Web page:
Back to Music

Deadbeat Olympia's concert subverts Record Store Day

Buy, sell, play

Cody Foster Army will rock Record Store Day at Deadbeat Olympia Saturday night. Photo credit: Vorona Photography

Recommend Article
Total Recommendations (0)
Clip Article Email Article Print Article Share Article

When talking with Deadbeat Olympia owner and booker Brandon Rowley, he said that he once met with a 70-year-old Olympia lifer who imparted some wisdom: "Every day should be Record Store Day."

Record Store Day is a fundamentally confounding tradition. Just like every other new holiday, Record Store Day has its benefits and shitty corporate drawbacks. Yes, Record Store Day brings droves of customers to record stores that wouldn't otherwise see nearly as much business during the calendar year. Even so, this is a moment for record labels to really cash in on bands that they've spent the rest of the year taking advantage of. Still, you take the good with the bad, and Record Store Day ultimately comes out on the side of the good, just with the essentially positive effect of bringing people out to buy vinyl.

Deadbeat Olympia has been featured in the Weekly Volcano a lot over the past few months, and for good reason. In the two-steps-forward-one-step-back economy of the South Sound, venues tend to be the quickest to disappear. Even when locations stay alive, it becomes incredibly difficult to book consistently interesting shows week in and week out. Brandon Rowley, after moving back to Washington from Idaho, has been able to do that. After putting in his time booking for the Java Jive (which he still does), he opened up a record store in Olympia and began booking shows for the store almost every day of the week.

In celebration of Record Store Day, Deadbeat Olympia will be holding a show spanning the entire day Saturday, with a free, all-ages show spanning from noon to 7 p.m., and a $5 show starting at 8 p.m.

The list of bands participating in the Deadbeat Olympia Record Store Day show is a murderer's row of local talent and intriguing bands from far away. The glam-rock rainbow blast of Fruit Juice is of utmost priority, but the bill is also filled out by the dumb punk of Lakefight, the spindly art-rock of Dark Hip Falls, the goofily sincere power-pop of Specters, the delightfully reverent pop-punk of Lee Corey Oswald, and the blues-rock stomp of Florida's Killmama, among others - and that's just the early show.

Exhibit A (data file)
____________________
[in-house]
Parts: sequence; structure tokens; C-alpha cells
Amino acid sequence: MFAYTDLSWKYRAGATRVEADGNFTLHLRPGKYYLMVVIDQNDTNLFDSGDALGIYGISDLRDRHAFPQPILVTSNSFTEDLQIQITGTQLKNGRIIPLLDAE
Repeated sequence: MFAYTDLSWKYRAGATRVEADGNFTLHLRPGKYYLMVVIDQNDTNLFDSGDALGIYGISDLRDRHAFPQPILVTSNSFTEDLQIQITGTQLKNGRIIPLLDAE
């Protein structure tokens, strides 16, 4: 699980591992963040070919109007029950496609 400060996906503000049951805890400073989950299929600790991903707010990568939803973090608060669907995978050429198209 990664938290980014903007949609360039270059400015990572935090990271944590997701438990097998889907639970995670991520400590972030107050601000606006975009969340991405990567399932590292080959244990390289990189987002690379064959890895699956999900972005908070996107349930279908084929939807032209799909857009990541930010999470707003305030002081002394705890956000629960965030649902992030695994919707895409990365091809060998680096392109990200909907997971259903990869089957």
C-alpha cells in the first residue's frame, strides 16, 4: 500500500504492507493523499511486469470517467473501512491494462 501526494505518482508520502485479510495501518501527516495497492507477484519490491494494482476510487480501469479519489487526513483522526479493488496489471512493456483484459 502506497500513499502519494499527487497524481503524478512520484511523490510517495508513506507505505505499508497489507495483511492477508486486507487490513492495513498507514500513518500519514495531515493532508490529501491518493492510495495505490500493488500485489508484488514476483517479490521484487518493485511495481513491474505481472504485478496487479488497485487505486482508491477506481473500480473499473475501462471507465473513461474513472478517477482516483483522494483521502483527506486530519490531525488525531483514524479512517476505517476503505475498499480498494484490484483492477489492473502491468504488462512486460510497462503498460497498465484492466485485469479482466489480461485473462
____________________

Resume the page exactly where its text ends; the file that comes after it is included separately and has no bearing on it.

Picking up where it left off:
Seeing a show at Deadbeat Olympia is an intimate experience. The band in question is positioned in a corner of the store, records surrounding them and people surrounding the records. When Rowley talks about distancing himself from the culture of Record Store Day, what he's actually doing is cuddling closer to the tangible ethos of records and what they mean for people who love music. Some of the bands performing at Deadbeat will be bringing their own vinyl to sell; others will just be there to play amongst the documents of other musicians. Record Store Day is a celebration of music, first and foremost. Buy, sell, play.

RECORD STORE DAY, w/ Lakefight, Specters, Dark Hip Falls, Fruit Juice, Fauna Shade, Killmama, Lee Corey Oswald, Kind of Like Spitting, noon, Saturday, April 18, Deadbeat Olympia, 226 Division St. NW, Olympia, no cover, 360.943.0662

RECORD STORE DAY, w/ Cody Foster Army, Thistopia, Gunslinger, 8 p.m., Saturday, April 18, Deadbeat Olympia, 226 Division St. NW, Olympia, $5, 360.943.0662

Read next close


Luchadores assemble!

comments powered by Disqus

Site Search